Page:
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News blog15 December 2022European Innovation Council and SMEs Executive Agency3 min read

Pfizer and BioNtech countersue Moderna – Advocate General’s Opinion in case C-686/21


As we reported back in September, Moderna Inc filed a lawsuit in the U.S and in Germany against Pfizer Inc and BioNtech SE, alleging patent infringement over its Covid-19 vaccine, specifically over its mRNA technology, which triggers an immune response against the virus without introducing any weakened virus, as traditional vaccines did. 

In its lawsuit, Moderna sought for damages – i.e., a share of Pfizer’s revenues over the vaccine-rather than seeking for an injunction to prevent Pfizer and BioNtech from selling the vaccine, as is often the case in patent infringement claims. Moderna alleged that its researchers developed the mRNA structure years before and that Pfizer and BioNtech then applied it to their own vaccines. 

Earlier this month, Pfizer and BioNtech sought to dismiss the lawsuit in Boston Court and filed a counterclaim against Moderna. Both companies claimed that the mRNA structure and the lipids used in their vaccines were different from those developed by Moderna, so they argued that Moderna's patents were invalid and asked the Court to revoke them.

We look forward to the Court’s decision! 



Last week, Advocate General (AG) Campos issued an opinion as regards the referral for a preliminary ruling made by the Italian Supreme Court (Corte di Cassazione) to the Court of Justice of the European Union (CJEU). 

In 1990, a group of joint owners registered the word mark “Legea” as an Italian trade mark for sports goods. 

Three years later, the joint owners granted a licence to use the trade mark to the company Legea Srl, for an indefinite period and free of charge.

In 2006, one of the joint owners withdrew his consent to use the licence and sought to unilaterally terminate the contract. 

The Court of Naples ruled in 2014 that Legea Srl lawfully used the licensed trade mark as long as all the joint owners agreed to the contract, but after the withdrawal of consent from one joint owner, Legea Srl should have stopped using the trade mark.

An appeal was lodged by the other joint owners against the first instance decision, and the Court of Appeal of Naples declared that the use of the trade mark was valid even after the withdrawal of the joint owner’s consent.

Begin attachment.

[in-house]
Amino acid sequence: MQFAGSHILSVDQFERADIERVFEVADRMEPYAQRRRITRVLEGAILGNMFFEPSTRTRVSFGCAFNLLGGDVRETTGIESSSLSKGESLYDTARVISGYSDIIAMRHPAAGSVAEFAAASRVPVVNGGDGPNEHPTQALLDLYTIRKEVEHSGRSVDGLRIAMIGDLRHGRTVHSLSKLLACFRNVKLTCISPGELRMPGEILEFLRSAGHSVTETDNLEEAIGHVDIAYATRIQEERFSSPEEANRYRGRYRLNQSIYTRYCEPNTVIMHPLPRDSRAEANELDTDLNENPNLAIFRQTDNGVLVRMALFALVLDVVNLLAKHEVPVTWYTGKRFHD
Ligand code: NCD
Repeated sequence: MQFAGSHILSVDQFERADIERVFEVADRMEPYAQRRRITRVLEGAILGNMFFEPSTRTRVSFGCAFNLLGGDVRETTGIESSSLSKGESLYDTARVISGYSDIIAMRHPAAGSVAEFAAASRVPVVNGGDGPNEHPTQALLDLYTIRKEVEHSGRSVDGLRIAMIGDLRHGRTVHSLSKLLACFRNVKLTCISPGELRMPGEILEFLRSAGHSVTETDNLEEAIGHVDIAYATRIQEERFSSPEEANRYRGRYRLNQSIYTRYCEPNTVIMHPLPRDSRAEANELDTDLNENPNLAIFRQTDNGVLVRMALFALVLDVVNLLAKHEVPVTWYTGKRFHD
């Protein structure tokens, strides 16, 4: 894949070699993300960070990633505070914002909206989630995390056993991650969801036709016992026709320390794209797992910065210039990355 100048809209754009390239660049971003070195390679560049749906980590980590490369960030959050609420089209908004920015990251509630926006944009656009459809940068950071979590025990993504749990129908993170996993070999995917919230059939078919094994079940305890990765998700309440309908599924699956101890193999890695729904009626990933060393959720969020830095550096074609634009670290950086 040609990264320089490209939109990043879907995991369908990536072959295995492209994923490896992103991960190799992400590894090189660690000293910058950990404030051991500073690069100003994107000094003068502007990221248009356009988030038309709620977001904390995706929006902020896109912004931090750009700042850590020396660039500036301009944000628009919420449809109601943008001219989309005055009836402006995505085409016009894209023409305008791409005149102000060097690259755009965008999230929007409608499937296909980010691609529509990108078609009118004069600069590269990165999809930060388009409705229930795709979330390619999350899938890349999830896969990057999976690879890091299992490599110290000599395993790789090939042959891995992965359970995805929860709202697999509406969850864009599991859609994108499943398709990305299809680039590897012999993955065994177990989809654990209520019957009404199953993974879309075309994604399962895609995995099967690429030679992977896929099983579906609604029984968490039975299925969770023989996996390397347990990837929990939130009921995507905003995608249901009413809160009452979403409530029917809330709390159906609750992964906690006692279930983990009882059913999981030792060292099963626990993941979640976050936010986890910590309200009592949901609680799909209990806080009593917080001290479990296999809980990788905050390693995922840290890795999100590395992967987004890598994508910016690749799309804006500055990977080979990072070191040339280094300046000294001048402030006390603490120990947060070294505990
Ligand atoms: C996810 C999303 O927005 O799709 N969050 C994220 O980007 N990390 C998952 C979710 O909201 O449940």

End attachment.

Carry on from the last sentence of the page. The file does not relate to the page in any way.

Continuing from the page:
A subsequent appeal was lodged by the joint owner before the Italian Supreme Court (Corte di Cassazione) against this decision. The Court held that Italian law, and more precisely the Italian Civil Code, envisaged the joint ownership of intellectual property rights, including trade marks, as well as the withdrawal of a joint owner from a contract. 

However, the Court considered that these questions should be interpreted in accordance with the provisions of European trade mark law. Therefore, the Supreme Court referred this case to the CJEU for a preliminary ruling, seeking for some guidance with regard to:

-        Whether a favourable majority of joint owners was sufficient to consent the licencing of a trade mark or if a unanimous consent from all joint owners was required to adopt this decision. 

-        Whether the licence could be revoked unilaterally if one of the joint owners withdrew the consent. 

In this context, the Advocate General Campos considered that pursuant to the current European Union Trade Mark Regulation (EUTMR) and EUTM Directive (EUTMD), joint ownership of trade marks is allowed. However, those texts do not envisage the common consent required from joint owners, either unanimous or by a majority of them, to license the use of a trade mark. 

Furthermore, the AG held that the EUTMD recognised the revocation of a licence in case of withdrawal of consent by one of the joint owners. However, “EU law is silent on how the decision to revoke or withdraw the licence to use a mark is to be adopted in the case of trade marks that are jointly owned”. 

On the basis of those considerations, the AG concluded that the CJEU should answer to the Italian Supreme Court that EU law does not lay down neither the conditions for the adoption of common consent to grant a licence to use a trade mark, nor for the termination of the above mentioned licence for trade marks that are jointly owned. Thus the provisions of national law on the subject will apply.  

We will be waiting for the CJEU’s decision!



Publication date
15 December 2022
European Innovation Council and SMEs Executive Agency